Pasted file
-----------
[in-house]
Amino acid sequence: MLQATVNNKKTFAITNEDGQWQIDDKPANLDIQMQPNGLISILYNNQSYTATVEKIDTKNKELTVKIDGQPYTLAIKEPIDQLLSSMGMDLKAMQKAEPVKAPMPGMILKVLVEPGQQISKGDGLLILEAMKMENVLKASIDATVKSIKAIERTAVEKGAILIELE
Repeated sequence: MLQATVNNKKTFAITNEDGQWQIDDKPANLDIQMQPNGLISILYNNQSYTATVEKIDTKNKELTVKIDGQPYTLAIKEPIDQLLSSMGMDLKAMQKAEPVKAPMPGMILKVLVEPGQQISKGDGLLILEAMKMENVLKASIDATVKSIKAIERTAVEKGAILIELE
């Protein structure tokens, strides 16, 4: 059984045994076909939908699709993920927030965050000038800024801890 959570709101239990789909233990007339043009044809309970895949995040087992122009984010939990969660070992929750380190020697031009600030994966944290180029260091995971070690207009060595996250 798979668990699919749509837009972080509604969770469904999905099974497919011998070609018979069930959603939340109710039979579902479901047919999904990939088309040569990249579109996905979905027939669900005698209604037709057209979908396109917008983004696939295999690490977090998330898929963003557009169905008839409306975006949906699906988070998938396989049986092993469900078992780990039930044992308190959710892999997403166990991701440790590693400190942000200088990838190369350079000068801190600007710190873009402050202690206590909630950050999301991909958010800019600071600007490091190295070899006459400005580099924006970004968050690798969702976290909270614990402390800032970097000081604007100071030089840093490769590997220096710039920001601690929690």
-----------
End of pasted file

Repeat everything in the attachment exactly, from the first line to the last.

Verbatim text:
[in-house]
Amino acid sequence: MLQATVNNKKTFAITNEDGQWQIDDKPANLDIQMQPNGLISILYNNQSYTATVEKIDTKNKELTVKIDGQPYTLAIKEPIDQLLSSMGMDLKAMQKAEPVKAPMPGMILKVLVEPGQQISKGDGLLILEAMKMENVLKASIDATVKSIKAIERTAVEKGAILIELE
Repeated sequence: MLQATVNNKKTFAITNEDGQWQIDDKPANLDIQMQPNGLISILYNNQSYTATVEKIDTKNKELTVKIDGQPYTLAIKEPIDQLLSSMGMDLKAMQKAEPVKAPMPGMILKVLVEPGQQISKGDGLLILEAMKMENVLKASIDATVKSIKAIERTAVEKGAILIELE
């Protein structure tokens, strides 16, 4: 059984045994076909939908699709993920927030965050000038800024801890 959570709101239990789909233990007339043009044809309970895949995040087992122009984010939990969660070992929750380190020697031009600030994966944290180029260091995971070690207009060595996250 798979668990699919749509837009972080509604969770469904999905099974497919011998070609018979069930959603939340109710039979579902479901047919999904990939088309040569990249579109996905979905027939669900005698209604037709057209979908396109917008983004696939295999690490977090998330898929963003557009169905008839409306975006949906699906988070998938396989049986092993469900078992780990039930044992308190959710892999997403166990991701440790590693400190942000200088990838190369350079000068801190600007710190873009402050202690206590909630950050999301991909958010800019600071600007490091190295070899006459400005580099924006970004968050690798969702976290909270614990402390800032970097000081604007100071030089840093490769590997220096710039920001601690929690």